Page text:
Now’s the Time to Tackle Mesquites

By July 5, 2024 Articles, Media

With summer arriving, it’s a good time to control mesquite in a targeted fashion. Honey mesquite can provide food and shelter for quail, but it is more often seen as a nuisance rather than a beneficial plant. Quail generally prefer a low-growing shrub over a “tree” per se.  accordingly, some type of “mesquite manipulation”, e.g., half-cutting or a growing-season prescribed fire to make the mesquite’s growth form more “bushy” may be desirable.

Seeds of mesquite are relished by quail, especially when the mesquite bean pods are digested by livestock or other wildlife. Once the bean pod is digested, the seed can be found in the manure and then made available for quail.

If mesquite is not properly managed, a grassland/shrubland will transition into a mesquite forest. Once a landscape transitions into a mesquite forest, the dominant grasses and forbs will shift to cool season annuals losing warm season grasses and forb diversity. Control efforts at this stage become quite expensive, especially if using mechanical means.

Here at the Rolling Plains Quail Research Ranch, we use herbicides to hand spray mesquite. We are using Sendero® on plants 8 feet in height or shorter. We use the “foliar” application method where each tree is “sprayed to drip” (see Leaf Spray Method | Texas Natural Resources Server (, We use a 25-gallon sprayer on a UTV with a spray mixture consisting of a 1% solution of Sendero, i.e., add 1 quart of herbicide, 8 oz of surfactant (we use Dawn dish detergent), and (optionally) 8-16 oz of blue dye. Mixing instructions can be found here. Once plants reach above about 8 feet in height, or when tree density exceeds 300 plants/ac, individual plant treatment (IPT) is no longer recommended.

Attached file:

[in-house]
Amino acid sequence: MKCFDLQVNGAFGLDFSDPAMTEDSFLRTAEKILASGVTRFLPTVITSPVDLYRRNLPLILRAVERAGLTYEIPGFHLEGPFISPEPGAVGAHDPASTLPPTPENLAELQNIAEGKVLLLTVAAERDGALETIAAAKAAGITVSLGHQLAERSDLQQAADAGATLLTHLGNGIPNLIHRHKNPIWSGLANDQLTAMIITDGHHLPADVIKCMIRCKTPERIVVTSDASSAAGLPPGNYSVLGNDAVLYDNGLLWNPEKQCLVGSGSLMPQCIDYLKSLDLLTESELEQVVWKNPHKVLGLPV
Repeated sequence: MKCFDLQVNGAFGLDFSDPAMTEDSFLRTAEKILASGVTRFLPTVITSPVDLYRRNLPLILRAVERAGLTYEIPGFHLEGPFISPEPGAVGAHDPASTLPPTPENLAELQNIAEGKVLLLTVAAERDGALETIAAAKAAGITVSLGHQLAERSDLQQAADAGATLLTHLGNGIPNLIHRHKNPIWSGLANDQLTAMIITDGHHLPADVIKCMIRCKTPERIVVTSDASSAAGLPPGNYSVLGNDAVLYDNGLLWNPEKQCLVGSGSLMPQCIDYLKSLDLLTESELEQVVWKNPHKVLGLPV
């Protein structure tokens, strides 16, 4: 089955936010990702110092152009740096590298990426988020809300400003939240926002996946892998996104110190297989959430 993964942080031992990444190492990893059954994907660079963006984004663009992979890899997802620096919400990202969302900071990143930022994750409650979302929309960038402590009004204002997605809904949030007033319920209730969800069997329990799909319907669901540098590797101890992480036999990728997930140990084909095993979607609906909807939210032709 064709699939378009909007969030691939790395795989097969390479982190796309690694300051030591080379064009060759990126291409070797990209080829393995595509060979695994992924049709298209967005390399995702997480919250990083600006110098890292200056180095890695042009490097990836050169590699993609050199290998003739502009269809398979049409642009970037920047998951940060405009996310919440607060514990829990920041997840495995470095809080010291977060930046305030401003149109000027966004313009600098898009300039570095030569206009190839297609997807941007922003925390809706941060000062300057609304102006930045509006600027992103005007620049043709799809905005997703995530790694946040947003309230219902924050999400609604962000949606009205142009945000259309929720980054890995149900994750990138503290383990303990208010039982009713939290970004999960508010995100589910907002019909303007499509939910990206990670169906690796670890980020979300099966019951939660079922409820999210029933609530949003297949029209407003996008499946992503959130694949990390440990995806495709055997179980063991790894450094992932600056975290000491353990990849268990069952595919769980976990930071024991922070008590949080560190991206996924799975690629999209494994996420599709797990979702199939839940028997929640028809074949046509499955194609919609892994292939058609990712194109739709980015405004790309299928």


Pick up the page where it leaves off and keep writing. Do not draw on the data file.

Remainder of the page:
Another tool we are using to manage mesquite are “growing season” fires. Fires conducted in the summer months have shown to control small mesquite. Mesquite trees less than 3 years of age will be severely harmed and often killed. Trees that are greater than 3 years of age can be top killed but will resprout from the base. Trees that are top killed and resprout from the base often serve as better cover for quail than those that grow in a tree-like form.

Whether you are managing quail, deer, or livestock it is imperative to actively control mesquite on a yearly basis. In the blink of an eye, it will become a severe issue if you are not being proactive in your brush management. – Mitchell Riggs